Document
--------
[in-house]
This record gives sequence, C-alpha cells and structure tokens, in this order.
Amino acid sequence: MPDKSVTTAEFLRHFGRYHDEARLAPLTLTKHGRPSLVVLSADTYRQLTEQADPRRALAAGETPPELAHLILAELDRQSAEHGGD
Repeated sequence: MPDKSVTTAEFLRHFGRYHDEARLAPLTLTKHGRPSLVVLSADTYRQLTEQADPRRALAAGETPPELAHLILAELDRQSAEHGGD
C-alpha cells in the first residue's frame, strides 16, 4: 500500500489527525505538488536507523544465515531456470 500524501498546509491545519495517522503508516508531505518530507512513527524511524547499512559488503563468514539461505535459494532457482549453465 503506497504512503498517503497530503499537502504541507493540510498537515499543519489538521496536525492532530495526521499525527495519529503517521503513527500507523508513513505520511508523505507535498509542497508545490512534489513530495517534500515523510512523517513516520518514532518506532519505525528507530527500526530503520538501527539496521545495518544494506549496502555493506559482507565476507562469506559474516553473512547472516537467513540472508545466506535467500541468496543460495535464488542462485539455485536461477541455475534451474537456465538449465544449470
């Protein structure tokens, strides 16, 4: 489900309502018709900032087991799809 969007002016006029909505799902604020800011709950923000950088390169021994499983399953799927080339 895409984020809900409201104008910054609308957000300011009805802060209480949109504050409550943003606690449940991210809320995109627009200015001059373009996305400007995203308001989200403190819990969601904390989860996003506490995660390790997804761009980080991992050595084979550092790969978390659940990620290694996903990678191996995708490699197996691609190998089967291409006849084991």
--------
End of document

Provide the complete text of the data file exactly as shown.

[in-house]
This record gives sequence, C-alpha cells and structure tokens, in this order.
Amino acid sequence: MPDKSVTTAEFLRHFGRYHDEARLAPLTLTKHGRPSLVVLSADTYRQLTEQADPRRALAAGETPPELAHLILAELDRQSAEHGGD
Repeated sequence: MPDKSVTTAEFLRHFGRYHDEARLAPLTLTKHGRPSLVVLSADTYRQLTEQADPRRALAAGETPPELAHLILAELDRQSAEHGGD
C-alpha cells in the first residue's frame, strides 16, 4: 500500500489527525505538488536507523544465515531456470 500524501498546509491545519495517522503508516508531505518530507512513527524511524547499512559488503563468514539461505535459494532457482549453465 503506497504512503498517503497530503499537502504541507493540510498537515499543519489538521496536525492532530495526521499525527495519529503517521503513527500507523508513513505520511508523505507535498509542497508545490512534489513530495517534500515523510512523517513516520518514532518506532519505525528507530527500526530503520538501527539496521545495518544494506549496502555493506559482507565476507562469506559474516553473512547472516537467513540472508545466506535467500541468496543460495535464488542462485539455485536461477541455475534451474537456465538449465544449470
């Protein structure tokens, strides 16, 4: 489900309502018709900032087991799809 969007002016006029909505799902604020800011709950923000950088390169021994499983399953799927080339 895409984020809900409201104008910054609308957000300011009805802060209480949109504050409550943003606690449940991210809320995109627009200015001059373009996305400007995203308001989200403190819990969601904390989860996003506490995660390790997804761009980080991992050595084979550092790969978390659940990620290694996903990678191996995708490699197996691609190998089967291409006849084991």